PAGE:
Which respiratory pathologies are preterm newborns at risk of, and how have these conditions traditionally been tested for?
The majority of patients in neonatal intensive care units are premature babies, who often have infectious (congenital pneumonia) or noninfectious (tachypnea, infant respiratory distress syndrome) respiratory pathologies.
Routine clinical and laboratory tests are not always good for fast and accurate identification of pathogens. Also, the invasiveness of examination and therapy methods is a serious problem for the intensive care and nursing of premature infants.
Why is it important to determine whether an infection or a failure in the development process is the underlying cause of the illness?
Identifying the cause of respiratory pathologies in preterm infants and providing them with the adequate treatment is crucial for nursing them back to health.
In particular, it is important to differentiate between the infectious and the noninfectious respiratory disorders, since the former require antibiotic treatment.
What sparked your research into the possibility of using urine samples for diagnosis?
Urine is a desirable material for the study and diagnostics of diseases. The urinary proteome of adults has been studied for more than 30 years, but studies of the urinary proteome in pediatrics, especially in neonatology, are limited.
It is worth noting that, to the best of our knowledge the urine proteome during the first week of life of premature infants with respiratory pathologies of infectious and noninfectious origin was not yet investigated.
How much information can be gained from the urinary proteome?
Urine contains proteins that are readily detectable in all studied individuals (adults, children, infants), also known as the core urine proteome, and infant-specific and disease-specific proteins.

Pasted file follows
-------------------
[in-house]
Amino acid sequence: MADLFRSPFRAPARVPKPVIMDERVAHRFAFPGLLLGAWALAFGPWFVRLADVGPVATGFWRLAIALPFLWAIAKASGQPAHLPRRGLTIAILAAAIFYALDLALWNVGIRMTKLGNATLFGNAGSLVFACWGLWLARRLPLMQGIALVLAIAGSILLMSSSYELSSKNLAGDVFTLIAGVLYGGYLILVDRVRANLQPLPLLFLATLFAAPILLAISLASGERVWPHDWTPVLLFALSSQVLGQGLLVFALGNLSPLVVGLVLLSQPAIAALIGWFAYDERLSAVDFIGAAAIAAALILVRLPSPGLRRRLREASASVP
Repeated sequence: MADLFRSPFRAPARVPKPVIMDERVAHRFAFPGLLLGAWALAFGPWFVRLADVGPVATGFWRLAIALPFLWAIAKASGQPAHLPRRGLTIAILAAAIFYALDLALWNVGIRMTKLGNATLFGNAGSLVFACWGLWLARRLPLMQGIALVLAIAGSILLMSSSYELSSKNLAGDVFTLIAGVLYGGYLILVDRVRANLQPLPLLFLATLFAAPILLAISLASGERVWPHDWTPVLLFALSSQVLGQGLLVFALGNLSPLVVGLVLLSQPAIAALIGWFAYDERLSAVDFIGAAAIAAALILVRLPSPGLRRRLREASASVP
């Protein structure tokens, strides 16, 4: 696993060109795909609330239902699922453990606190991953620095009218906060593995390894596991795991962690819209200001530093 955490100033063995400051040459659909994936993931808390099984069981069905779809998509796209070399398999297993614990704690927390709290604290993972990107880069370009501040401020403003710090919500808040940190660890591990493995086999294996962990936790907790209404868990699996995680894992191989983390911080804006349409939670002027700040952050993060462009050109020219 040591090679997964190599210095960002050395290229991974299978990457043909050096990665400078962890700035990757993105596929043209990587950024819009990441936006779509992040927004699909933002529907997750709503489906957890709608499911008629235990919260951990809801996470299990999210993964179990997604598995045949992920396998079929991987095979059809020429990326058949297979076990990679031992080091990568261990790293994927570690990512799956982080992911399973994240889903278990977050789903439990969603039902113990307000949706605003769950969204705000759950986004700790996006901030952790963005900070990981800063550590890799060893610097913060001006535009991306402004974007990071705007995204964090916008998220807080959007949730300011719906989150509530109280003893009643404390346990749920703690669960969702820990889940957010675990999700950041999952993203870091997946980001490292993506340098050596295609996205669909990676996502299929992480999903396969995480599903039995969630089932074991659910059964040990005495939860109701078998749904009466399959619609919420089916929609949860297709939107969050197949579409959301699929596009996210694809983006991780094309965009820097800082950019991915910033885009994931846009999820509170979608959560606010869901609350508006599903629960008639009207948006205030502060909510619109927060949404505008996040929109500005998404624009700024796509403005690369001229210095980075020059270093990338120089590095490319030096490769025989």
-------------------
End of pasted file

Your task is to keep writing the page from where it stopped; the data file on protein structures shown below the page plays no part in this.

In order to further specify the defined infant-specific dataset, the proteins were compared with the urinary proteome of healthy adults (men and pregnant women).
Which techniques did you use to determine whether respiratory pathologies were infectious or noninfectious?
Here we apply liquid chromatography coupled with high accuracy mass spectrometry to study the urine proteome of preterm neonates with respiratory disorders of infectious (pneumonia) and noninfectious (apnea, transient tachypnea, respiratory distress syndrome) origins.
Label-free proteomic data was compared for preterm neonates with respiratory disorders against term healthy newborns (control) and healthy adults (men and women) with the aim of defining the urine proteins that are disease-specific.
Why have studies of the urinary proteome in pediatrics, and in particular neonatology, been limited in the past?
New technologies are currently being developed rapidly and implemented at the clinic, including its newly established labs.
The major setback for the research of that kind, promising as it may be, has to do with the ethical issues. Nevertheless, a few studies were performed, and potential biomarkers in the urine samples of infants were demonstrated for predicting such pathologies as obstructive nephropathy and necrotizing enterocolitis and for monitoring the development of the urinary system.
What impact do you think this research will have?
In our pilot study, we succeeded in defining the core urinary proteome and the proteins that are specific to infants and pathological conditions. We are pioneers in the noninvasive identification of urinary biomarkers diagnosing respiratory conditions in newborns. The results are optimistic and will serve as a platform to move forward in developing a method of monitoring conditions in newborns.
What are the next steps for your research?
Verification of our results requires further research with a bigger sampling group and the inclusion of additional comparison groups to assess the specificity and diagnostic value of the presented panel of proteins.
Where can readers find more information?
The findings have been published in the Journal of Proteomics.